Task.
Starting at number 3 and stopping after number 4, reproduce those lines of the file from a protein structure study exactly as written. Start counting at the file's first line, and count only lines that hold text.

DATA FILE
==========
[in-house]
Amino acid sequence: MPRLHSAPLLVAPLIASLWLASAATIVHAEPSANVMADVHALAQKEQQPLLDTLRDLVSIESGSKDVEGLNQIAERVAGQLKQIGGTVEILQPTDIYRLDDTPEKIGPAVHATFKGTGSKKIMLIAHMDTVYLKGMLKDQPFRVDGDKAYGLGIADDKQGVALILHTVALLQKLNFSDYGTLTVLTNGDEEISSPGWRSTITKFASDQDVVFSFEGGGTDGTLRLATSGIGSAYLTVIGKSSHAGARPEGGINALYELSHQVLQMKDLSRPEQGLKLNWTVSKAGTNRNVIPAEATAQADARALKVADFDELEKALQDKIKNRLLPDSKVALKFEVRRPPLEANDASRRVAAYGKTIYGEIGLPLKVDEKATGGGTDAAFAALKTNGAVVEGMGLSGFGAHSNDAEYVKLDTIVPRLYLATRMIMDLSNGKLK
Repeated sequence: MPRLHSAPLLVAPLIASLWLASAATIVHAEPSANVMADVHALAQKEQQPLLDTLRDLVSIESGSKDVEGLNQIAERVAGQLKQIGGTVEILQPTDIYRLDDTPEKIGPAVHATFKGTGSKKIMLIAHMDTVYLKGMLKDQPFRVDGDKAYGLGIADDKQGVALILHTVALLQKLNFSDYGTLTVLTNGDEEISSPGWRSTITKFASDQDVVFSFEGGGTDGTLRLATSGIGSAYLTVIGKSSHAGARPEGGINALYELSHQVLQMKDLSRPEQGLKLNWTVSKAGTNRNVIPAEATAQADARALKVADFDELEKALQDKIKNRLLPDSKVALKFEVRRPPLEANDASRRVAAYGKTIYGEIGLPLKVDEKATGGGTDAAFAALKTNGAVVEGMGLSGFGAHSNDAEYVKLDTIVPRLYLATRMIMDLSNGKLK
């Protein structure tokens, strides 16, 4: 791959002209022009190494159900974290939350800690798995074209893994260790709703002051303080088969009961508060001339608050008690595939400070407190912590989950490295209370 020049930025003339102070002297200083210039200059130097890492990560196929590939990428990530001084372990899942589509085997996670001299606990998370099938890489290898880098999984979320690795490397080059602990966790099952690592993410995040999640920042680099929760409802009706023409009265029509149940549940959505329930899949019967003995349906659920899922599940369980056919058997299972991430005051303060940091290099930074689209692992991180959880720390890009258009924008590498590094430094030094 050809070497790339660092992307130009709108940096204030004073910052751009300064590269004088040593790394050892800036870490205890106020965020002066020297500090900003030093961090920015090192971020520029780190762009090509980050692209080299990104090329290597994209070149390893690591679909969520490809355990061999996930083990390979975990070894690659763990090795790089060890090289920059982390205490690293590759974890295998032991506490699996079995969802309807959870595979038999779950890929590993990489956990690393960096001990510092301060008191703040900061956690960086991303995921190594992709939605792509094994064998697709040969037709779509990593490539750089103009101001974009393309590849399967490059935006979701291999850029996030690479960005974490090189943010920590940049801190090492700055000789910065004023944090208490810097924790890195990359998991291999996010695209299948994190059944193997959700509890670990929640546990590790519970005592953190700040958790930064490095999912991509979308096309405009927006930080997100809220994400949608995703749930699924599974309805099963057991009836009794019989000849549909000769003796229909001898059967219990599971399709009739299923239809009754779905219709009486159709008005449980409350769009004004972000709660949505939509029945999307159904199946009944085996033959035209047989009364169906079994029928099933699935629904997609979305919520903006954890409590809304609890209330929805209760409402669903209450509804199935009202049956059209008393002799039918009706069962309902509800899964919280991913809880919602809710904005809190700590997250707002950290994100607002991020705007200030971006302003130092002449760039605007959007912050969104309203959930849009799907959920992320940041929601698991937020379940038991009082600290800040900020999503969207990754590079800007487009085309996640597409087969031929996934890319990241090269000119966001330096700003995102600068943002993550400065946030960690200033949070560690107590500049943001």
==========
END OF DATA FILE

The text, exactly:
Repeated sequence: MPRLHSAPLLVAPLIASLWLASAATIVHAEPSANVMADVHALAQKEQQPLLDTLRDLVSIESGSKDVEGLNQIAERVAGQLKQIGGTVEILQPTDIYRLDDTPEKIGPAVHATFKGTGSKKIMLIAHMDTVYLKGMLKDQPFRVDGDKAYGLGIADDKQGVALILHTVALLQKLNFSDYGTLTVLTNGDEEISSPGWRSTITKFASDQDVVFSFEGGGTDGTLRLATSGIGSAYLTVIGKSSHAGARPEGGINALYELSHQVLQMKDLSRPEQGLKLNWTVSKAGTNRNVIPAEATAQADARALKVADFDELEKALQDKIKNRLLPDSKVALKFEVRRPPLEANDASRRVAAYGKTIYGEIGLPLKVDEKATGGGTDAAFAALKTNGAVVEGMGLSGFGAHSNDAEYVKLDTIVPRLYLATRMIMDLSNGKLK
């Protein structure tokens, strides 16, 4: 791959002209022009190494159900974290939350800690798995074209893994260790709703002051303080088969009961508060001339608050008690595939400070407190912590989950490295209370 020049930025003339102070002297200083210039200059130097890492990560196929590939990428990530001084372990899942589509085997996670001299606990998370099938890489290898880098999984979320690795490397080059602990966790099952690592993410995040999640920042680099929760409802009706023409009265029509149940549940959505329930899949019967003995349906659920899922599940369980056919058997299972991430005051303060940091290099930074689209692992991180959880720390890009258009924008590498590094430094030094 050809070497790339660092992307130009709108940096204030004073910052751009300064590269004088040593790394050892800036870490205890106020965020002066020297500090900003030093961090920015090192971020520029780190762009090509980050692209080299990104090329290597994209070149390893690591679909969520490809355990061999996930083990390979975990070894690659763990090795790089060890090289920059982390205490690293590759974890295998032991506490699996079995969802309807959870595979038999779950890929590993990489956990690393960096001990510092301060008191703040900061956690960086991303995921190594992709939605792509094994064998697709040969037709779509990593490539750089103009101001974009393309590849399967490059935006979701291999850029996030690479960005974490090189943010920590940049801190090492700055000789910065004023944090208490810097924790890195990359998991291999996010695209299948994190059944193997959700509890670990929640546990590790519970005592953190700040958790930064490095999912991509979308096309405009927006930080997100809220994400949608995703749930699924599974309805099963057991009836009794019989000849549909000769003796229909001898059967219990599971399709009739299923239809009754779905219709009486159709008005449980409350769009004004972000709660949505939509029945999307159904199946009944085996033959035209047989009364169906079994029928099933699935629904997609979305919520903006954890409590809304609890209330929805209760409402669903209450509804199935009202049956059209008393002799039918009706069962309902509800899964919280991913809880919602809710904005809190700590997250707002950290994100607002991020705007200030971006302003130092002449760039605007959007912050969104309203959930849009799907959920992320940041929601698991937020379940038991009082600290800040900020999503969207990754590079800007487009085309996640597409087969031929996934890319990241090269000119966001330096700003995102600068943002993550400065946030960690200033949070560690107590500049943001």